The fallout over the Abraaj Group’s financial troubles continues, and there does seem to be some impact on Dubai’s art scene – though possibly not quite as much as The Art Newspaper thinks.
It carried a story last week headlined ‘Embattled private equity firm Abraaj Group fails to renew Art Dubai sponsorship’ with the subhead ‘Plans to lend the Abraaj Group Art Prize collection to the Jameel Art Centre are also on hold’.
Neither outcome would be unexpected. With the Abraaj Group up for sale and seriously short of funds, continued sponsorship of anything is hardly on the cards – although the Abraaj brand has been associated with Art Dubai as the fair’s principal sponsor since it started in 2007.
But Art Dubai is keen to keen to stress that there are no major implications for the future of the art fair – “we will be announcing details of our programme and new partners, who will join our existing partners, in due course” we were told.
And the multi-year agreement between Art Dubai and Abraaj Group actually expired earlier this year and would have been up for renegotiation anyhow; “due to reasons well documented, the sponsorship has not been renewed”.
So there’s no question of either side terminating (or reneging) on the arrangement. Still, earlier this year Ben Floyd, Art Dubai’s chief executive and founder, was quoted as saying the Abraaj Group’s difficulties would “no bearing” on its sponsorship of the art fair – which was of course true, as far as it went. This March’s Art Dubai went ahead with Abraaj’s participation, and once the sponsorship ended there was little chance of a repeat.
Major sponsors currently on board include private bankers Julius Baer, Saudi Arabia’s Misk Art Institute, the luxury watchmaker Piaget, BMW, the Madinat Jumeirah, and Dubai Culture.
As for the Jameel Arts Centre deal, that might turn out to be more of a loss to the community. Back in March, Art Jameel and the Abraaj Group Art Prize announced that a collection of commissioned works from the ten years of the prize would be loaned on a long term basis to Jameel Arts Centre in Dubai – 30 works by 44 artists from the Middle East, North Africa and South Asia, including the contribution from the 2018 winner Lawrence Abu Hamdan.
This made great sense for both sides, providing Abraaj with somewhere to show off it patronage and giving the Arts Centre a serious and substantial body of work that would more or less form a permanent collection.
Art Jameel’s director Antonia Carver told us she understands that for some time Abraaj had been looking for ways to increase the long-term visibility of the Abraaj Group Art Prize collection. “When they heard about the Jameel Arts Centre opening, they thought loaning the works to a local institution could be the way forward. Before this year’s Art Dubai, and before the problems became apparent, we agreed with them to explore the Prize collection coming to Jameel Arts Centre on long-term loan.”
So it doesn’t sound like a done deal, and indeed Antonia Carver concluded somewhat drily that “the transfer of the works was subsequently put on hold”.
It would have been handy but the Jameel Arts Centre certainly wasn’t depending on the loan. The Art Jameel Collection already has several hundred works of art, acquired over the last 15 years, and is continually growing; we’re told that around a third of the works in the opening exhibitions of Jameel Arts Centre will be from the Art Jameel collection, with more exhibitions from the permanent collection due in the future. As it was put to us: “while the loan of an additional 30 prize works would’ve been welcomed, we had not previously expected the works, or built any programming around them, and they were not destined to be a part of our permanent collection”.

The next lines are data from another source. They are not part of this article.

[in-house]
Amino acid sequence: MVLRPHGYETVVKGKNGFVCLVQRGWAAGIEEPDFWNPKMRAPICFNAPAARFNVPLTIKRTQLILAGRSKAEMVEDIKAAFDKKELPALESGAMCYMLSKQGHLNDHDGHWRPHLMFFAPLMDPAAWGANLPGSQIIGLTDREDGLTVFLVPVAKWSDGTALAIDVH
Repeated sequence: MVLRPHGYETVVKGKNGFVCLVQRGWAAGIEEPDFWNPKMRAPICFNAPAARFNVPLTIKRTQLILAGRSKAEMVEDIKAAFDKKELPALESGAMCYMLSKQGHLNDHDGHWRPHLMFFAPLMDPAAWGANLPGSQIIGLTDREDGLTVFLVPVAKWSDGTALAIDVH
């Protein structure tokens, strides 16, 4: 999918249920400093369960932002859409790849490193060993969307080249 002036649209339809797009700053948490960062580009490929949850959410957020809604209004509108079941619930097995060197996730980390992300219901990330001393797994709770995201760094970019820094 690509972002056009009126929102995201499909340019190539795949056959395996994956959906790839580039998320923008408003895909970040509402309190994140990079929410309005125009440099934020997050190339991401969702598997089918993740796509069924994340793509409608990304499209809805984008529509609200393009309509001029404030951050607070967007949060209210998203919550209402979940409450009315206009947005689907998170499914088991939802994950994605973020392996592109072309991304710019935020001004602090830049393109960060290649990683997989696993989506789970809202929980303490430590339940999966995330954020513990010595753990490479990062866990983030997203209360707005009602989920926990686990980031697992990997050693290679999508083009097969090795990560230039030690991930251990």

The Abraaj Group Art Prize will be a loss, even so. It was a generous and genuinely worthwhile prize, worth $100,000 to the winner each year with shortlisted artists each getting $10,000 to create new projects. The roll call of winners is impressive, including the likes of Kader Attia, Basim Magdy, Wael Shawky and Rana Begum. Well over 60 institutions, galleries and museums worldwide have benefitted from loans of prizewinning works.
One interesting aside is the fact that there probably wouldn’t have been any more Abraaj Art Prizes anyhow. The March announcement about Art Jameel taking some of the collection included the aside that the first ten years of the prize would also be its last. Certainly the Abraaj Group was already in difficulties at the time, and cutting down on high-profile but pricey brand building might have been something that antsy investors wanted to hear. More to the point, perhaps, the ten years seems to have been a long-term plan.
It’s not clear who exactly owns the Abraaj Group Art Prize Collection. Presumably the ultimate owner is the business, in which case the Collection will also certainly be sold to mitigate investor losses. That could be a major opportunity for someone to acquire a strong portfolio of contemporary art from the region …
It has been reported that Abraaj borrowed money from its own funds to meet operating expenses ahead of its collapse. Abraaj filed for provisional liquidation in June; since then more than a dozen bidders have emerged for different parts of the group’s private equity operations, which implies that there is a lot of value left in the business. It was worth over $14 billion at its peak, according to Bloomberg, and is still valued (by Abraaj) at more than $8bn. Abraaj’s liquidators intend to choose buyers in the next few days, Bloomberg says.
Separately, Abraaj founder and former CEO Arif Naqvi recently settled a UAE case relating to a bounced cheque for AED 798.9 million, signed by Naqvi and another Abraaj executive and made out to Hamid Jafar, one of the founding shareholders of Abraaj. Initially Naqvi had been sentenced to three years in prison, but the settlement means criminal proceedings are ended.